But these last few days have been more exciting than usual. My computer has been under systematic attack by two servers, one named "Black Hole" and another called "Venera" or "TNT", both owned by the Information Sciences Institute, a division of the School of Engineering at the University of Southern California.

The attacks began a few weeks ago and were apparently initiated through a piece of software called Windows Media Player, which I downloaded to view what turned out to be an X-rated video clip e-mailed to me by a friend. Then, on Wednesday, March 15 the fun started. Instead of my daily burden of 60 to 100 e-mails, I got less than half-a-dozen. Same thing next day.

And I was finding it difficult to send mail. This sort of interference has happened before, especially on the days when I am scheduled to e-mail my column to the Observer. We employ a number of artifices to make sure the column gets through. Very occasionally it doesn't.

To make a long story less boring, I have discovered that Windows Media Player (WMP) is basically spyware, and its preferences included sending back data concerning references to words like 'intifada'.

I deduce that WMP signalled its authors that my computer was an object of interest to Mr Bush's illegal wire-tapping and electronic surveillance programme and therefore introduced my computer to the supercomputers of an outfit named the Information Sciences Institute (ISI), part of the School of Engineering of the University of Southern California.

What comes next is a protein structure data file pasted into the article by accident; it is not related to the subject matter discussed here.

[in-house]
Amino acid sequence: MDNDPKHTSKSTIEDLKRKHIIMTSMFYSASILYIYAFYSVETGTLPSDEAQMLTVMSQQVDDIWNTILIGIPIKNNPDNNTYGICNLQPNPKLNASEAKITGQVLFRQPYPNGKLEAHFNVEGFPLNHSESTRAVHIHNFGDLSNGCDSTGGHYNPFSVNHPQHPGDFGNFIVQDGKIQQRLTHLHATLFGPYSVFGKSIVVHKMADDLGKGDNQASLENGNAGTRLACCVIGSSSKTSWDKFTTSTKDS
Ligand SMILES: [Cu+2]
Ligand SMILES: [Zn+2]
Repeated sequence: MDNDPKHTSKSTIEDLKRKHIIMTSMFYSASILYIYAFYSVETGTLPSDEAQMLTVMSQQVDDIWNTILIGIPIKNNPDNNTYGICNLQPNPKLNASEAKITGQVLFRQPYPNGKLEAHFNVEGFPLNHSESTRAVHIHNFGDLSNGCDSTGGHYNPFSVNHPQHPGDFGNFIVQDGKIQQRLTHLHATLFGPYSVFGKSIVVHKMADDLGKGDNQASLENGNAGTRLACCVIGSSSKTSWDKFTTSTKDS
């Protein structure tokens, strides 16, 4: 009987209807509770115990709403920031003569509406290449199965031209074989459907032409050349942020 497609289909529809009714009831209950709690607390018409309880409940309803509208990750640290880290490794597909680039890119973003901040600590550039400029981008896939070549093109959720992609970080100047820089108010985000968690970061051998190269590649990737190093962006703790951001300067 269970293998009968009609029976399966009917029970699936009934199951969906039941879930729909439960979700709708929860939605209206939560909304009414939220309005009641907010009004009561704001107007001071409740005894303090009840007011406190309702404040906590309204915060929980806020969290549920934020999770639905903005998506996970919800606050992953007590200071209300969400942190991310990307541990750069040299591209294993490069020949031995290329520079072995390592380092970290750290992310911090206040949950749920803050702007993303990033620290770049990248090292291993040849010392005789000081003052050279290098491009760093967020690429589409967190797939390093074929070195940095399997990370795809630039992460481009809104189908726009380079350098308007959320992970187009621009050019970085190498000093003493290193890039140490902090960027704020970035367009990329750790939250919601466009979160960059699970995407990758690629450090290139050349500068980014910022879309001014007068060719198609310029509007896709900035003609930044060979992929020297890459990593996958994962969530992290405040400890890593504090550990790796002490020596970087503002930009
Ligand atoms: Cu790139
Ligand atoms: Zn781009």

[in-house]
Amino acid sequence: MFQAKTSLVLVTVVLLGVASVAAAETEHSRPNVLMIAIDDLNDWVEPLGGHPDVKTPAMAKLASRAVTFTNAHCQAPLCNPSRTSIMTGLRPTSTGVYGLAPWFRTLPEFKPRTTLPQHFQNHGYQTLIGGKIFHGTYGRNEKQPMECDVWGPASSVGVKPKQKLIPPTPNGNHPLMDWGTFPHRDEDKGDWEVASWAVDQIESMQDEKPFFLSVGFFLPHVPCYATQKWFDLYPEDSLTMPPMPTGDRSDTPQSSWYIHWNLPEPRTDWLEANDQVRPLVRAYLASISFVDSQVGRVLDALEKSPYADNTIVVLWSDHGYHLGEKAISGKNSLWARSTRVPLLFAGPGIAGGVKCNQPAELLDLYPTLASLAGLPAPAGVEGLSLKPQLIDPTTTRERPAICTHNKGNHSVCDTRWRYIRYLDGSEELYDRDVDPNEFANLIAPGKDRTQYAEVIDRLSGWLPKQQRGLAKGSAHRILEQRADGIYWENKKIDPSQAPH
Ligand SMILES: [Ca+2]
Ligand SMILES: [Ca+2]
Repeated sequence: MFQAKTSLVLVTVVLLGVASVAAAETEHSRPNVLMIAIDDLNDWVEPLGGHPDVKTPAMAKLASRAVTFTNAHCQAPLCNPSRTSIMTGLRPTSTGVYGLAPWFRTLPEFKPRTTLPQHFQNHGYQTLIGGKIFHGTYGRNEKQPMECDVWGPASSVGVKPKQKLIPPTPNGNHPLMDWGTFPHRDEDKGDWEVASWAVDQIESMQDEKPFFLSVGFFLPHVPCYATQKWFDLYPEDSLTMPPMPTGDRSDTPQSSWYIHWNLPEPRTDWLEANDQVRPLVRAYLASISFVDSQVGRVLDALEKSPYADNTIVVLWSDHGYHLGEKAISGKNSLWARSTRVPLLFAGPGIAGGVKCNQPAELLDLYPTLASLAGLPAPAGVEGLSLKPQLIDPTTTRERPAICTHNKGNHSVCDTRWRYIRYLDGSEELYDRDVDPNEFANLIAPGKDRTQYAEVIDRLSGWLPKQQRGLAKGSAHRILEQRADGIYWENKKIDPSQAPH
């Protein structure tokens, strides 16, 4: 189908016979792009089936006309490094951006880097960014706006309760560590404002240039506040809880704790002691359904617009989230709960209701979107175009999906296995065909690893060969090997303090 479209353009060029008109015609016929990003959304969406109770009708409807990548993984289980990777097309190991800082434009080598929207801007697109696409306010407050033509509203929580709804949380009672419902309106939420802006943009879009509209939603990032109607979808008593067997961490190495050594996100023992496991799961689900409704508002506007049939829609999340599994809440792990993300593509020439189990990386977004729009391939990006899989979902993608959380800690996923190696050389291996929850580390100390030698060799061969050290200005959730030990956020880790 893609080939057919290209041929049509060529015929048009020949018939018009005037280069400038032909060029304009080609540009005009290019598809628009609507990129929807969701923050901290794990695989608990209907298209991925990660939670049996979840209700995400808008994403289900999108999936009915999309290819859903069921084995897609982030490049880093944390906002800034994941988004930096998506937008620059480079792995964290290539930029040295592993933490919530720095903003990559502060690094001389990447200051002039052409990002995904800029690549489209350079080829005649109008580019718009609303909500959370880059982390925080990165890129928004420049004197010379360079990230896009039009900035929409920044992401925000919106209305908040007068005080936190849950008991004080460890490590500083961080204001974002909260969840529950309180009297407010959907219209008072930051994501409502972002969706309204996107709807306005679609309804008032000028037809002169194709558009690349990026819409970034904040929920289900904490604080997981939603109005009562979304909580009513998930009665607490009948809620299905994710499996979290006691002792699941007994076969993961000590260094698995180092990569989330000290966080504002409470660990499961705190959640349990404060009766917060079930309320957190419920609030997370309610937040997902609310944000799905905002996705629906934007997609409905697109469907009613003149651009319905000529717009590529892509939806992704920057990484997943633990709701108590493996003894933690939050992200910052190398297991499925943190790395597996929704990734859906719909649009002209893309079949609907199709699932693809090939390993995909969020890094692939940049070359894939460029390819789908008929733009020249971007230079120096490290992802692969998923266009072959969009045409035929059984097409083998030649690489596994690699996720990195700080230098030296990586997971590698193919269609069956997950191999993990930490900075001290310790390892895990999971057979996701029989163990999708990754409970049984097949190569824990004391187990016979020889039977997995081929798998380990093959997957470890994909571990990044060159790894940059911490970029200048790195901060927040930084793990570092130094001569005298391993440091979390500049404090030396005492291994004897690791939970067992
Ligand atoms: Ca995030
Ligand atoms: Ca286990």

According to the ISI website: "The Artificial Intelligence Group at ISI is one of the largest in the US, and is continuing to experience rapid growth. Research here follows three main threads: intelligent agents and organisations, information/knowledge management and human language processing."

ISI research areas include knowledge-based systems, natural language processing and machine translation, intelligent agents and robotics, machine learning, virtual reality, polymorphic robots, data mining, information integration, human computer interfaces, interactive education and digital government (!)

In other words, they are perfectly equipped to act as elements of Messrs Bush, Cheney and Rumsfeld's international Thought Police, mining data from computers anywhere in the world. ISI has contracts from several US agencies, including NASA and the Pentagon.

Some time ago, I wrote about Echelon, the immense, all pervasive American electronic spying initiative which, in September 2001, was being opposed by the French, among others, because it could mean that other people's trade secrets would soon become available to American entrepreneurs.

As it happened, Echelon was what I was researching on the morning of September 11, 2001, when somebody phoned me to tell me to watch television as the horrific events of that day unfolded.